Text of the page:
When we pick up a bridge hand, the first step invariably involves counting our points. Four for an ace, three for a king, two for a queen and one for a jack sets us on course to bid our hand. While this initial count should only be the start of a journey of evaluating our hand, too many times we are guilty of not moving any further.

Some common phrases I often hear are “How could I have bid ? I only had four points !” or “How could we bid that game/slam? We only had 22 points between our hands”

The cause frequently is lack of adequate adjustment for shape.

Major Adjustment points are:

1. We discover a fit

  • We support partner
  • Partner supports us

2. Five card suits at no-trumps

A message from the sage of High Card Points

Charles Goren , the man widely recognized as being responsible for popularizing the point count system, had this to say in an Australian Bridge article :

[box]“Among the happy strokes of fortune to which I owe my success, point count stands high. Using it, the run of the mill player suddenly found himself with a chart to measure both high cards and distribution and to steer a safe course…………the wax with which point count undoubtedly helped to mould novices into better players has sometimes flowed onto their ears…..they are safely deaf to the siren’s song , but neither can they hear the cries of the partner they allow to be lashed to the mast. There is no better advice to the bridge player than the sign at the railroad crossing: “Stop, look and listen”. By all means look at the points – but listen to the bidding”[/box]

1. We discover a fit

     1a. We Support Partner

Supporting partner is a pleasant moment. It usually signals the end of our involvement in the bidding. It empowers partner to take control and set the direction for whether we are bidding a partscore, game or slam.

Shape related adjustments, when supporting partner, depend on the number of trumps we hold.

With four trumps, add 1 for a doubleton, 3 for a singleton and 5 for a void.

With three trumps, add 1 for a doubleton, 2 for a singleton and 3 for a void.

The reason for the upgrade is that such shapely hands play better than their HCP count suggests. Partner can take ruffs in our hand or establish tricks in a side-suit we hold. The shape can also be useful to maintain control of a hand.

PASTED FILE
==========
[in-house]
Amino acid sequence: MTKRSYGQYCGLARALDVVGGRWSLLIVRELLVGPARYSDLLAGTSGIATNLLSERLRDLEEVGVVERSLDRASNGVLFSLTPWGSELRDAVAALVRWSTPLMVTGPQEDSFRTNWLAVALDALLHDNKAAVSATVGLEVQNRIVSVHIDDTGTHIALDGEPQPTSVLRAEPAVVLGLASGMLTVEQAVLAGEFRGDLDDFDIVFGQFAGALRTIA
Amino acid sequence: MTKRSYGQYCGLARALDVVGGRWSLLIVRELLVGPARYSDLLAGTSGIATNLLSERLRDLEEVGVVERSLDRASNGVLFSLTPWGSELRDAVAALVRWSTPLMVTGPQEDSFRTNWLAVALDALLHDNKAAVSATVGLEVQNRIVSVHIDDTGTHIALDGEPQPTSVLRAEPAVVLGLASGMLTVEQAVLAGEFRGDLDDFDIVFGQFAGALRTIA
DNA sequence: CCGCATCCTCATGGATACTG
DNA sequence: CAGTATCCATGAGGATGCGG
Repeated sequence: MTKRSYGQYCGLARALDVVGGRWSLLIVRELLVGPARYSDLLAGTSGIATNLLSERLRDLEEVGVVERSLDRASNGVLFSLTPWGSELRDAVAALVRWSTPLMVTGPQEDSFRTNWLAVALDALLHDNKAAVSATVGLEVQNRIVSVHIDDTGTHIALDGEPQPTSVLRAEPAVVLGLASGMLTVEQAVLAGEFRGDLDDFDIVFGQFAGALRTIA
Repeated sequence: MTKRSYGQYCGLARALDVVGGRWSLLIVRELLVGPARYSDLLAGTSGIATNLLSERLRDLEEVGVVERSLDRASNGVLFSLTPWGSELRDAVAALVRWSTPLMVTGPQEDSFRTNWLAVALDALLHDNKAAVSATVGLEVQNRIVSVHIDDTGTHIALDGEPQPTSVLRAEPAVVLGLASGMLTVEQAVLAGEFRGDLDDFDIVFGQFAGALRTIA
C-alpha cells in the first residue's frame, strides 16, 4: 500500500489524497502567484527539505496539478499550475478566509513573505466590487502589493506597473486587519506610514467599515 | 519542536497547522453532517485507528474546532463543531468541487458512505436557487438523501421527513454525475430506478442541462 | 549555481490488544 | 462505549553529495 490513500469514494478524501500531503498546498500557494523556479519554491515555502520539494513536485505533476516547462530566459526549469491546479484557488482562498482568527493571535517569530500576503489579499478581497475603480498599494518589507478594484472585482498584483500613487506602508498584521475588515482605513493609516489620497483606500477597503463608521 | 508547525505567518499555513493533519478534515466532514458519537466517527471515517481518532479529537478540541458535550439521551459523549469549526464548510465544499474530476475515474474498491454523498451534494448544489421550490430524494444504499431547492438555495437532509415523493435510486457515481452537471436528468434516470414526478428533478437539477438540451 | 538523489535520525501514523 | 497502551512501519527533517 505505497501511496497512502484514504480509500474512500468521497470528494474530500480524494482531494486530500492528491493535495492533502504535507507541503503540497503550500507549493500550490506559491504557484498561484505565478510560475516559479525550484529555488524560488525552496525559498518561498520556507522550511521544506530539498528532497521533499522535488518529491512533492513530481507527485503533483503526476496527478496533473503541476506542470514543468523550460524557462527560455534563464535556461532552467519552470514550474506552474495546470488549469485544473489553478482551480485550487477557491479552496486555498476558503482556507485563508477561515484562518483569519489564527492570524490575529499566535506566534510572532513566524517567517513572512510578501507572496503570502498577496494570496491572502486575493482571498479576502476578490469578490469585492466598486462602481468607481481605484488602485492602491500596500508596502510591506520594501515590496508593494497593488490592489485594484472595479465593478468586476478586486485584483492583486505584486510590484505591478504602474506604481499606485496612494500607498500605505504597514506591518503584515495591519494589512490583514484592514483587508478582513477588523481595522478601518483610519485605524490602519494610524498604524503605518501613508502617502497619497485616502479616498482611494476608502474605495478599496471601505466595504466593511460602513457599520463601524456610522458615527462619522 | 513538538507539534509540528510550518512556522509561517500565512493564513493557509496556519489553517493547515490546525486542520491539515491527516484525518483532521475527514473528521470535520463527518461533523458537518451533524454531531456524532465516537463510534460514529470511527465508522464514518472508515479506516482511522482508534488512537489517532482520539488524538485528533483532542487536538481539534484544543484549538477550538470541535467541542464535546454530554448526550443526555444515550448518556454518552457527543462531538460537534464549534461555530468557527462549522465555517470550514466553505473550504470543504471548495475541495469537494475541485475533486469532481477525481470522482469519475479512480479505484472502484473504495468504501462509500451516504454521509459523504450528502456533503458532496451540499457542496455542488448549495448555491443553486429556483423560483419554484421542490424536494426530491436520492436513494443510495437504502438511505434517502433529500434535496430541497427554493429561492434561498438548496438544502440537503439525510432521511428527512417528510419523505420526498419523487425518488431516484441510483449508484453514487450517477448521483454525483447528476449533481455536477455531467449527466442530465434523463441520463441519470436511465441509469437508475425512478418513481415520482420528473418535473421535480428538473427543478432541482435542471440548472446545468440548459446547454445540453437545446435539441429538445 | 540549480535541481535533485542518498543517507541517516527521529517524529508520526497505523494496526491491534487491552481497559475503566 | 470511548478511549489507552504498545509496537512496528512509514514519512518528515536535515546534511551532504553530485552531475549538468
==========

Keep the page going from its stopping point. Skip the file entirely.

Some example hands after partner opens 1:


Hand (a) is worth at least an invitational raise, if not more. Nine plus two = 11

Hand (b) is worth a game force. Ten hcp plus three for the singleton = 13

Hand (c) is not worth an upgrade. Singleton honours rarely carry their full weight

Hand (c) illustrates a key point. Avoid upgrades with negative features

Avoid shape adjustments for singleton honours (K), short honours (Qx), two honours doubleton (KQ) and Aceless hands.

1b. Partner Supports Us

The parallel case is when partner announces a fit for us

Add one point for the fifth trump and two points for each extra trump then on

Add one for a doubleton, two for a singleton and three for a void.

Evaluate these three hands after 1 – 2 start to the auction :aaxxHand (a) started out as 11 points. After the fit, we can add three for trump length (1 +2) and two for the singleton. A total of 16 points. I would let that ten of hearts sway me into an aggressive game bid of 4 at teams scoring. At pairs scoring, a 3 game try bid is enough.

Hand (b) started out as 13 points. After the fit, the upgrades include one for trump length, three for the void and one for the five card heart suit. It has grown into an eighteen point monster. An easy 4 bid

Hand (c) started out as 14 points. Despite the fit, its hard to justify an upgrade. One for the extra trump can get us to 15 on an optimistic view. The doubleton queens are not pulling any additional weight.

Review of Adjustment Points after a fit


A good memory aid is that 3 trumps for partner is the same as partner supporting us. Supporting partner with 4 trumps is better than either option so rates higher.

2. Five card suits at no-trumps

A five-card suit at no-trumps resembles a trump suit with a fit at suit play. When both hands are balanced, we are likely to aim for setting up tricks in this suit. The more cards we have in it, the more tricks we rate to make.

When opening no-trumps or responding to a no-trump opening, add one point for a five card suit and two points for every extra card.

aaxxHand (a) is an easy upgrade to a 15-17 (or 15-18) no-trump. There are no defects in the hand and the five card suit is very attractive.

Hand (b) opposite a 15-17 no-trump starts off as eight points. The five card suit, once partner bids no-trumps, takes us up to nine. Depending on your style, it is now worth either 3NT or an invitational sequence. I like 3NT.

Hand (c) opposite a 15-17 no-trump starts off as eight points. The five card suit argues for an upgrade but the lack of aces and kings will be telling in the play. Aces and Kings take tricks, queens and jacks hope to take tricks on lucky days. This hand is worth only a transfer to hearts and giving up

Examples from Practical Play

Hand 1. NOT 2011 Semi Finals, Set 2aaxx*) Actual table auction was artificial but the message was the same as a limit raise.

The East hand, after the fit, reassesses to 10 HCP (ignore the jack), three for trump length (2+1) and two for the singleton = 15 total points

Hand 2. NSW State Open Teams 2011, Swiss Match 6

aaxxAfter the  fit, the East hand turns from six bad points into a monster. Five for the void makes it eleven and we have not yet accounted for the fifth trump in support of partner.